The US and China: Competition or Cooperation?
NEW YORK, January 9, 2014 — The Sino-U.S. relationship will shape the future of global development and investment, but veteran China analysts could not agree in an Asia Society panel discussion on how the world's two largest economies might cooperate.
Elizabeth Economy, Director for Asia Studies at the Council on Foreign Relations, honed in on the causes and effects of bilateral distrust and disagreement as competition for global power heats up.
"It's not simply that China wants some space but actually that it's looking to supplant the U.S.," said Economy, a contributor, with Zha Daojiong, a Peking University political scientist, to the new book Debating China: The U.S.-China Relationship in Ten Conversations.
Zha said that trade tensions arise from a lack of transparency between governments. "If the U.S. wants to be an honest broker — bring South Korea, China, and Japan to the same room and say the same thing," he said.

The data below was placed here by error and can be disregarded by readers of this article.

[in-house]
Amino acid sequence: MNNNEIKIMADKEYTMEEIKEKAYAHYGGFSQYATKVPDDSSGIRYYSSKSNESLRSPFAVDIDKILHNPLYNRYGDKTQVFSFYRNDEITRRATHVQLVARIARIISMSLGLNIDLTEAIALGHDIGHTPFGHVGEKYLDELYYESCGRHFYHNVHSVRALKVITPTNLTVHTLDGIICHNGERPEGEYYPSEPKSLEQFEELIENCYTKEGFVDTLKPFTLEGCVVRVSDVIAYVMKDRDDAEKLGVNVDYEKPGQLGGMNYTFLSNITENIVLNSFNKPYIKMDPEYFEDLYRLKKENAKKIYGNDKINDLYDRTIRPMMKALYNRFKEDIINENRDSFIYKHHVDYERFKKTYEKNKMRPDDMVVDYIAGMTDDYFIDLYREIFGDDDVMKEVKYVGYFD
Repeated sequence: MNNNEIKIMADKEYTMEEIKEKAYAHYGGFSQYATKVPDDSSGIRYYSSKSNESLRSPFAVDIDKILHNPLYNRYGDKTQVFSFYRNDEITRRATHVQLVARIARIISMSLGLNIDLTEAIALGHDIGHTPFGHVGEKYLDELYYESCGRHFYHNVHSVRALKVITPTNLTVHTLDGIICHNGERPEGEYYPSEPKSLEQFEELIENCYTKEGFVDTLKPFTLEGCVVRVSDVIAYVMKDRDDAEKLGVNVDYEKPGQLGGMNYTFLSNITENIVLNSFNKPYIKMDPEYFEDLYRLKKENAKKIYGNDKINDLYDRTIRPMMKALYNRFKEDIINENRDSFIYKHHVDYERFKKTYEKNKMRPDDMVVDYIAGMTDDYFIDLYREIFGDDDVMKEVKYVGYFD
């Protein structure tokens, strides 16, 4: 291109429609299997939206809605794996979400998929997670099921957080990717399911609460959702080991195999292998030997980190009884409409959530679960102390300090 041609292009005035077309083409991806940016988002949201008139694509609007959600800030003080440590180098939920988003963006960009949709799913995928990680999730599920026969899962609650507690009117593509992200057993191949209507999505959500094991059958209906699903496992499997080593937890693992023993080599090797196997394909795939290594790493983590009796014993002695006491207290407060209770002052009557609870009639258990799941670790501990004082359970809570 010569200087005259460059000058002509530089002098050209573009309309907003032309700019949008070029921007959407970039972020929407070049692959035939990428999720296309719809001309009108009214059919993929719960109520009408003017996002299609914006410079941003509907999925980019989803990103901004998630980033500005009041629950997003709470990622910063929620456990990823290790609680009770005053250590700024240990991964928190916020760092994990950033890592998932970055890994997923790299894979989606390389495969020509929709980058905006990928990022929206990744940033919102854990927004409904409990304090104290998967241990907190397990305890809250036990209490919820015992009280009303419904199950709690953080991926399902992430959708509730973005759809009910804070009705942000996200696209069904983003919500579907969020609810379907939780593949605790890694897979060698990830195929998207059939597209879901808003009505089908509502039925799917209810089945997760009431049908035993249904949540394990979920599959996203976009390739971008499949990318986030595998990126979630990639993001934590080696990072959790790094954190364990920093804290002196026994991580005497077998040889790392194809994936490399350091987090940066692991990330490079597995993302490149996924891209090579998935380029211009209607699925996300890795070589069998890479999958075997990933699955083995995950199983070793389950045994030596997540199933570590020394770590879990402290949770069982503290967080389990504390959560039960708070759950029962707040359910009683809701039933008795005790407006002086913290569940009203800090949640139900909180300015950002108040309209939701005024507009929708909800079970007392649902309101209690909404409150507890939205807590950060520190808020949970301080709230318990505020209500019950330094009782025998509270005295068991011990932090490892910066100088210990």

Nina Hachigian, co-panelist and editor of the book from the Oxford University Press, said that mutual understanding between Beijing and Washington is not enough.
"What we really need are international, regional institutions and rules that can help channel our rivalry and guide our actions," she said.
The discussion was moderated by Orville Schell, Arthur Ross Director of the Center on U.S.-China Relations at Asia Society.
Reported by Abigail Collier
Video: Highlights from the conversation (2 min., 19 sec.)